Please Note: If you took “Will I Ever Sleep Again?” you don’t have to stop implementing your newborn tips during your travels! The same techniques can certainly still be applied on your trip. Remember—you can even let your sweet little one nap in your mom’s arms most of the day without ruining the night sleep you’ve established.

8. What happens in Vegas stays in Vegas.

Okay, so you didn’t go to Vegas, but whatever happened during your travels, stays there. Once you are home, go right back to your normal routine.

If you have already completed “The ABC’s of Sleep,” pull out your booklet when you return home and read it again. Watch your class and get right back on it. Be 110% consistent. Typically within 3-5 nights, you’ll have your great little sleeper back.

Case in point: Remember that 9-month old whose mom was considering canceling their travel plans?

She admitted it was the best trip ever; her family simply fell in love with her daughter! Now, the trip wasn’t 100% blissful: naps were rough on a few days. They had some middle of the night wakings and twice fed her in the night (even when mom knew she wasn’t hungry).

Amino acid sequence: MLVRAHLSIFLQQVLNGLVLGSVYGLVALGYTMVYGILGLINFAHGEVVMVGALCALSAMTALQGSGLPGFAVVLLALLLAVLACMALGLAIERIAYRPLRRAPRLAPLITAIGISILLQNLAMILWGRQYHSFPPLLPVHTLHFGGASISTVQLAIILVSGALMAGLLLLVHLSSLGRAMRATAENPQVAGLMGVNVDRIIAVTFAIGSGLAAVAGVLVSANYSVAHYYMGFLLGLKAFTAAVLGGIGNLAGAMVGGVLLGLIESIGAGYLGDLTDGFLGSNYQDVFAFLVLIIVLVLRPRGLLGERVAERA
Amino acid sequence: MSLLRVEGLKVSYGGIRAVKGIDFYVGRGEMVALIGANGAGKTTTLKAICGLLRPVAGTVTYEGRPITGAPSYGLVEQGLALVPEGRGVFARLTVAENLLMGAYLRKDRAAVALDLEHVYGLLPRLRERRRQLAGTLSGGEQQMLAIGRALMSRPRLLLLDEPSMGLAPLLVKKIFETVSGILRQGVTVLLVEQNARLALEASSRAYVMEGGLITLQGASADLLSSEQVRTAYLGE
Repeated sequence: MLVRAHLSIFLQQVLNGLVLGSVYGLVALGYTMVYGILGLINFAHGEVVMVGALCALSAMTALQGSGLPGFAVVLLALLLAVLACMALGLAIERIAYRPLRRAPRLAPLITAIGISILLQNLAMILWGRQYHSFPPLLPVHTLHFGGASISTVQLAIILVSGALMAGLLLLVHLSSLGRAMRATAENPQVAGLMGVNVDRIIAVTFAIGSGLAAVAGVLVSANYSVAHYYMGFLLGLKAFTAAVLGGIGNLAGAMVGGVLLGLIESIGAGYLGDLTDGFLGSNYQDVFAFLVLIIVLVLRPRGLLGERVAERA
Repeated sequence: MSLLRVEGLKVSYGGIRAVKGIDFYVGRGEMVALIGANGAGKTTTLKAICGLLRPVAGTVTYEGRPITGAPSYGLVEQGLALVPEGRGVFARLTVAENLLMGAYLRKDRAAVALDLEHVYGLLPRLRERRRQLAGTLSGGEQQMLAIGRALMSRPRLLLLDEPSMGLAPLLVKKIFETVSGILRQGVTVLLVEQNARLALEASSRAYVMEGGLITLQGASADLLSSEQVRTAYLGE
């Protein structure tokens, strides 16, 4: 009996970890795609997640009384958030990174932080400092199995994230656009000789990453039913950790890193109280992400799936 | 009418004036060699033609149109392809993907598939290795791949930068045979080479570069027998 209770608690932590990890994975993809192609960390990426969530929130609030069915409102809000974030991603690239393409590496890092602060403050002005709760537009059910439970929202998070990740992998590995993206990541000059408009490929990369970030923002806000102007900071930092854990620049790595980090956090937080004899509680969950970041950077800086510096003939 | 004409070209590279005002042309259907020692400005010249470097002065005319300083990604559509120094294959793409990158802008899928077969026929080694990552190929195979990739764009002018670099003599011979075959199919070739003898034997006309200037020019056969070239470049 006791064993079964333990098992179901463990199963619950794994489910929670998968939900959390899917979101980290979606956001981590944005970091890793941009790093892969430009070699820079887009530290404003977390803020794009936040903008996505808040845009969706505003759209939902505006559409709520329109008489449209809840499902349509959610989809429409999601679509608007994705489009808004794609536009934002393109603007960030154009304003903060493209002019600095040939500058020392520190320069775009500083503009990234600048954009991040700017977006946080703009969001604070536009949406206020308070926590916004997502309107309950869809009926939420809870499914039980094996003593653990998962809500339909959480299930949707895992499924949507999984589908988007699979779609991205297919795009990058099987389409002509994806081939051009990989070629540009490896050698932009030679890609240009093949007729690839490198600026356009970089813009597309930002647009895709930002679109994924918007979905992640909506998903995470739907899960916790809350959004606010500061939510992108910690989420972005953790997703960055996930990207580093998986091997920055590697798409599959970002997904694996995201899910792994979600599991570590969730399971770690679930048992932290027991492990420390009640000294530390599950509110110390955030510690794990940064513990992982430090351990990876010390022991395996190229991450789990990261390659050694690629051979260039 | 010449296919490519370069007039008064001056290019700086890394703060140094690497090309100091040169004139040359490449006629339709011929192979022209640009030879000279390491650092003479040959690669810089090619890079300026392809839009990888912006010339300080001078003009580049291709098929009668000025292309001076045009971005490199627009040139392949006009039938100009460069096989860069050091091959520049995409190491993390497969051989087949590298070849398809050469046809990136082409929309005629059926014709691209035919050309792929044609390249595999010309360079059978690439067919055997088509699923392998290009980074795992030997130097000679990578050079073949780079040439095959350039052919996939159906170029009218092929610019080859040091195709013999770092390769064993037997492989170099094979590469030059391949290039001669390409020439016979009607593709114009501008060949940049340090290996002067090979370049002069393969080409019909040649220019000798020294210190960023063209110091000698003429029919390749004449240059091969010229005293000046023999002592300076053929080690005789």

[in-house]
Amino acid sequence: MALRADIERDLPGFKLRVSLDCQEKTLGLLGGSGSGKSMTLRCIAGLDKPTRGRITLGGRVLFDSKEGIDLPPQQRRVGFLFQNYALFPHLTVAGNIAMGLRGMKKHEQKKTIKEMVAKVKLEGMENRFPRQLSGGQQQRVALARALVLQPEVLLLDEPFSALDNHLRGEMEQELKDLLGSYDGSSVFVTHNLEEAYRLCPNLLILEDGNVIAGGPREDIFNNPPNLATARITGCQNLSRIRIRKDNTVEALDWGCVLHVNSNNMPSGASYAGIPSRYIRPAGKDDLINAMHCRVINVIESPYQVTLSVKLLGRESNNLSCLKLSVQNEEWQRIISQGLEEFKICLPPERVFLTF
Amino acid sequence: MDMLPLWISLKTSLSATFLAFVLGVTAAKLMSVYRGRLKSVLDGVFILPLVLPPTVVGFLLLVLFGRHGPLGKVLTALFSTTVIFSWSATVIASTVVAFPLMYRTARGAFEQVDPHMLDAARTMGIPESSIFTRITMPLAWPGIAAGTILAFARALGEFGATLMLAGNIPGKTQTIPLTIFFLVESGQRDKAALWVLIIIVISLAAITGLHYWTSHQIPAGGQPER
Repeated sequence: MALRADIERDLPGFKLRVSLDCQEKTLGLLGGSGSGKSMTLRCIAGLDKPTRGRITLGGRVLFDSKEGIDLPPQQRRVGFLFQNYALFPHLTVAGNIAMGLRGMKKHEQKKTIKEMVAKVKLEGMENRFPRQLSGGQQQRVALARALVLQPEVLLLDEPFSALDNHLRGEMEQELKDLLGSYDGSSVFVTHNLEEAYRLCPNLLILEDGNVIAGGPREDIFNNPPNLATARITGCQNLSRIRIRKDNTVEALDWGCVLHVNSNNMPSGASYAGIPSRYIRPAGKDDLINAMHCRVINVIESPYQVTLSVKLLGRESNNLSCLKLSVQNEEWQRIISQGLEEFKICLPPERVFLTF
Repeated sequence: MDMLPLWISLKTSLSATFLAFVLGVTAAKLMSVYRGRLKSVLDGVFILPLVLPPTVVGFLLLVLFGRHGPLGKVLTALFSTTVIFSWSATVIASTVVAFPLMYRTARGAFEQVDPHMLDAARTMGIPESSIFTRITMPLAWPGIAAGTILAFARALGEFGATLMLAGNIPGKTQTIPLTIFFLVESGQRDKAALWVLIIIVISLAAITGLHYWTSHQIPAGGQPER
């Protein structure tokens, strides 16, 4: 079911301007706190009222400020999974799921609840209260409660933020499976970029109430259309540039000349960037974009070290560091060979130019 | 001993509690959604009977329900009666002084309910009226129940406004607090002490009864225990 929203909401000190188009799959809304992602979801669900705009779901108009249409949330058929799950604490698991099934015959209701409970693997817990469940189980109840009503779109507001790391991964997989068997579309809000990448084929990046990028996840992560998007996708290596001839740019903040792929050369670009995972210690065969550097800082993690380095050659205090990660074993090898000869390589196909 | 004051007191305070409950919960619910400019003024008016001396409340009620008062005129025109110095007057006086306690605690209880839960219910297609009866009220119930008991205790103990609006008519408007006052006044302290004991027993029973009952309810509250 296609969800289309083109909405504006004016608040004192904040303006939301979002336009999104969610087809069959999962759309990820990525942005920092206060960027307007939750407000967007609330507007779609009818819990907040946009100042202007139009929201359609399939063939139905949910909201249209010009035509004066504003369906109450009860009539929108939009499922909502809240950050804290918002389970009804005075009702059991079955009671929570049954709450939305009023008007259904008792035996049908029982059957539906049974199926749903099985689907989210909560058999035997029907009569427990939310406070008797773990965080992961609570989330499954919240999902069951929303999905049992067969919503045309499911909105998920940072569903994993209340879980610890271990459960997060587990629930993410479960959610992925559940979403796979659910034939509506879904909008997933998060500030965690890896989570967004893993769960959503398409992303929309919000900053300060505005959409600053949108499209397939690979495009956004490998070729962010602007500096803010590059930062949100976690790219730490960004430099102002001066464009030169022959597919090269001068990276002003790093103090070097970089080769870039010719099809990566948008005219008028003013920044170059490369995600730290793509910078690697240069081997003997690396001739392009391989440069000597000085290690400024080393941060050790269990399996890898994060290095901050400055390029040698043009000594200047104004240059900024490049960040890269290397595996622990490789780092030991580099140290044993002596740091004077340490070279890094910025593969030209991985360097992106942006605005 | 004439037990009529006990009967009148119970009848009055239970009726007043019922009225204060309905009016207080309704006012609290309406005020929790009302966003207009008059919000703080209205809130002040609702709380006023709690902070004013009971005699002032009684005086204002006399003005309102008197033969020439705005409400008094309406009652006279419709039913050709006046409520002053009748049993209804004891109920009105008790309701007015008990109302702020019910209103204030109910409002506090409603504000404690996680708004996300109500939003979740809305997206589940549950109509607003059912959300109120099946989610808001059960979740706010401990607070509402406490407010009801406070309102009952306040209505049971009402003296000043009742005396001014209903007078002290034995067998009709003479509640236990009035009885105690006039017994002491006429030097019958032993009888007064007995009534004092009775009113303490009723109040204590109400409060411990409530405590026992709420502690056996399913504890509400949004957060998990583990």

Guess what?!? Within just three nights of returning home, they were back to 10.5-12 hour nights simply by following their plan taught in The ABC’s of Sleep.

If your nights are tough even before you’ve considered traveling, you can still apply the tips above to help you survive your travels. When you return from your trip, I have help for you! “The ABC’s of Sleep” gives you a step-by-step plan to follow. It is a balanced approach in teaching your little one to sleep in her crib while still providing hands-on reassurance. It is a 14-night journey to restful nights AND peace of mind knowing that your baby can quickly recover from an exciting (but exhausting) vacation.

hey there!

I'm Cara.

I’m a mom of four, neonatal nurse, and wife of a pediatrician. My passion is teaching parents how to help their babies sleep with the science of a nurse and the heart of a mama so they can reclaim the joy of parenthood.

I'm Cara.

I’m a mom of four, neonatal nurse, and wife of a pediatrician. My passion is teaching parents how to help their babies sleep with the science of a nurse and the heart of a mama so they can reclaim the joy of parenthood.